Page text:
So I think the best thing, or the first thing for managers and leaders to think about, is bringing an ethos of empathy to the team—so that’s understanding and being flexible for what this hybrid thing looks like. ‘Cause we don’t know what it will look like, but being flexible as a team is the best way to be ready and resilient.
That’s really great. We are going to take just a quick little turn here. I’d love to know more about how you got where you are today and what specifically drives you?
There’s so many different things. I think mentors and advocates have played an important role in my journey at so many different stages of life. I’ve been very fortunate and very intentional about seeking out help from others. Other experts, other folks who know more than me in certain realms. Really leveraging and being a sponge and soaking up feedback from those folks to learn and grow in areas where I’m not necessarily the strongest.
So I think that’s been really important as mentors and advocates. And then, I’m a big, and I know a lot of folks lean into this and some don’t, but I’m a big believer in strength finders. I’m a really big believer in strengths and if there’s areas for you to grow—and we all have areas where we can grow—it’s worth spending time in those areas to develop.
Lastly, I think it’s been really important to have a range. Being a specialist is great and going deep into an area is fantastic, but there’s also a massive need for folks to be holistic in how they approach topics.
Applying range to different areas of my career has been really important, and a lot of problems in today’s HR discipline are multifaceted, they’re multidisciplinary, and it’s really important to have that lens and be able to navigate the room and navigate conversations with range. And that’s been really important for me to kind of stay resilient as the workforce changes.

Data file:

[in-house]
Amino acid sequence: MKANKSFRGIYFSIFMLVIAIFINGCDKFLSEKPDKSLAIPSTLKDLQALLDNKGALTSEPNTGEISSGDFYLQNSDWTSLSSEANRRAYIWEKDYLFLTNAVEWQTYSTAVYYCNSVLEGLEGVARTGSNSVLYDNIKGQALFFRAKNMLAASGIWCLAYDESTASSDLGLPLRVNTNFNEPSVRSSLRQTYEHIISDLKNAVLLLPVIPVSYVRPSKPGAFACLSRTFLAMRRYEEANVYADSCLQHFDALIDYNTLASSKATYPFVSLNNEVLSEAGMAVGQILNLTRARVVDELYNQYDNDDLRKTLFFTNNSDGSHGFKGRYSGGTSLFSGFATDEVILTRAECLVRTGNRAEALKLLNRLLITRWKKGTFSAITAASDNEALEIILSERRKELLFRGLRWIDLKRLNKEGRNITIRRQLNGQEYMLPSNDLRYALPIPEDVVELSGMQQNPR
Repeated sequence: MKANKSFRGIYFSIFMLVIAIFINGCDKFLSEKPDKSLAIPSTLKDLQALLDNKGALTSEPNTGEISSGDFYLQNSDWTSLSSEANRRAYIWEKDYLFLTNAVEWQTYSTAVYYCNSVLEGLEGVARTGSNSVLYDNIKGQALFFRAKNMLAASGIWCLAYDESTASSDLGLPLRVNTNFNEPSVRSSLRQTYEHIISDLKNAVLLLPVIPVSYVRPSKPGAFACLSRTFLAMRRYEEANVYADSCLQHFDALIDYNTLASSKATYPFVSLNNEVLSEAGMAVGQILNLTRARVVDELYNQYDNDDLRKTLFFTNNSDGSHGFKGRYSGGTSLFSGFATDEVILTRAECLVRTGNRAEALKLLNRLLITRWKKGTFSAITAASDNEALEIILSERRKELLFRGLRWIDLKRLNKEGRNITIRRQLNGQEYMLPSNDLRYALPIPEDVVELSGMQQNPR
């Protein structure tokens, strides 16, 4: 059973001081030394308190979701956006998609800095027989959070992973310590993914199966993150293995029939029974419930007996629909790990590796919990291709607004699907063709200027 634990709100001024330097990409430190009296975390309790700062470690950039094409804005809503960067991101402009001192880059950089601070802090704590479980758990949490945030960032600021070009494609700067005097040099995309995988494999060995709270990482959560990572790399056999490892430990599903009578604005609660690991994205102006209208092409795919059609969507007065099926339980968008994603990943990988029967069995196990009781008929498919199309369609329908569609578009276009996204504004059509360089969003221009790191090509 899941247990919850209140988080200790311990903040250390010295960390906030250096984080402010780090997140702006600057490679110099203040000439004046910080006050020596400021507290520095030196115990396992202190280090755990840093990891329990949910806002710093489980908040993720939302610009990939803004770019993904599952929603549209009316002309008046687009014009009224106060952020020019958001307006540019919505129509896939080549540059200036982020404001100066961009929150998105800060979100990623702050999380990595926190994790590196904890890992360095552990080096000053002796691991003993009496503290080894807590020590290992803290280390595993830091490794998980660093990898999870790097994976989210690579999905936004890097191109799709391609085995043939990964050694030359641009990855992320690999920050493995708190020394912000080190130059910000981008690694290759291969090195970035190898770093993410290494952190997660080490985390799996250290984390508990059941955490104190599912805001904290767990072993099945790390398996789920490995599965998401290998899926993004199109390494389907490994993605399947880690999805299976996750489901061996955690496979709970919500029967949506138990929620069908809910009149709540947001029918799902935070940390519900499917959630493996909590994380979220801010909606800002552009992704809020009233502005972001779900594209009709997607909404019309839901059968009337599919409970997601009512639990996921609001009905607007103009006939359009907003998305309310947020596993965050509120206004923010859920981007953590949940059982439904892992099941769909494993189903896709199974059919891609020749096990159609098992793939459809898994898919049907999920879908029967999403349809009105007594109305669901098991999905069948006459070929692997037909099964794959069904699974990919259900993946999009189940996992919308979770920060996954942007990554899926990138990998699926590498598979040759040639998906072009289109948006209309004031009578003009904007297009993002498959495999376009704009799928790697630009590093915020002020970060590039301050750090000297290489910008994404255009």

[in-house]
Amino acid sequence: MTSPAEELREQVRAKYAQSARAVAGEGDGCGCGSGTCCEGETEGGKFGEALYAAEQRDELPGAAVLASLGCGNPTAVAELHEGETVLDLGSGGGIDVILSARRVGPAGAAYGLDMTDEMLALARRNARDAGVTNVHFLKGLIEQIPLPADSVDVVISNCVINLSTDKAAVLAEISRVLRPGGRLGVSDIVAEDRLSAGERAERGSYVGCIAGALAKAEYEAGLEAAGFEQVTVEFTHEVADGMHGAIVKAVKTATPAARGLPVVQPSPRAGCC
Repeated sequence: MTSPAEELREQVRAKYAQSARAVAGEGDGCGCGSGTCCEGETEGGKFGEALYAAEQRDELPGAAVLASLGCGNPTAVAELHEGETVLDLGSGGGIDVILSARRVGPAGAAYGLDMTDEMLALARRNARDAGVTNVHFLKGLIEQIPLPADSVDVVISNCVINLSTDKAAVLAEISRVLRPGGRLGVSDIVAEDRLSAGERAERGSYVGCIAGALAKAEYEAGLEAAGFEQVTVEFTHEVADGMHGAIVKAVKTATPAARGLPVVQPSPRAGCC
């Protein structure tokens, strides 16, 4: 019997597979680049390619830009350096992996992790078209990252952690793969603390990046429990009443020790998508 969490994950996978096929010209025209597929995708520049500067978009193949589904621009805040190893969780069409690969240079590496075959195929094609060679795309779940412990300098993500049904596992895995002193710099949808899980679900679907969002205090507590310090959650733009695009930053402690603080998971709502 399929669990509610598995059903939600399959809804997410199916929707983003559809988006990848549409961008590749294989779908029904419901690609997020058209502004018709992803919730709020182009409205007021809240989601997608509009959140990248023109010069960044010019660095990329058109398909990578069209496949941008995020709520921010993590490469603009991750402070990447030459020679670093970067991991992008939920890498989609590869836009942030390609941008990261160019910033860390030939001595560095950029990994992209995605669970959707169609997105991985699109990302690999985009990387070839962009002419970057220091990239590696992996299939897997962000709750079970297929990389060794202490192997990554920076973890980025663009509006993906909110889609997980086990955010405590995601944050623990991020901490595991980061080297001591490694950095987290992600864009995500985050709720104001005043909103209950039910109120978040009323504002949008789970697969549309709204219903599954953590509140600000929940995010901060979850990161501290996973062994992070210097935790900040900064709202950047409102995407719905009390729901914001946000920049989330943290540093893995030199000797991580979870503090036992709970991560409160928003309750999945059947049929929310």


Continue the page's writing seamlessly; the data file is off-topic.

I mentioned being from a family of lawyers and seeing systems, the criminal justice system is a really big system, HR and kind of people operations and how we set up culture is like a big system too.
Systems are very powerful and they can be amazing and robust, but systems also require tweaks and tinkering and creativity. And I think about HR as such an awesome system that has so much room for disruption and creativity. And I’m a big believer in challenging the status quo. And so you bring all of that together, and you have Indi, which is all about disrupting the status quo about how we look at HR technology.
And that really fuels me, thinking about how powerful systems can be but how systems also are meant to, should be, broken. They should be disrupted and that fuels me every day.
That’s amazing. And you mentioned your company Indi, I’d love to know a little bit more about how you would describe what you currently do at Indi.
Indi is all about giving folks equal access and opportunities to grow. It comes from a place where folks leave organizations, or don’t feel engaged with organizations, because they’re looking for the opportunity to grow new skills, or to take on new kinds of projects, but they don’t know where to look for them.
Typically, opportunities are given to people who are in your network and, if you’re not in someone’s network who has an opportunity, what are you supposed to do? If you want an opportunity, you’re out of luck. So knowing that folks are really hungry to grow their skills, to meet new people and to develop internally, but there’s no central place for them to find that stuff, we have created that central place.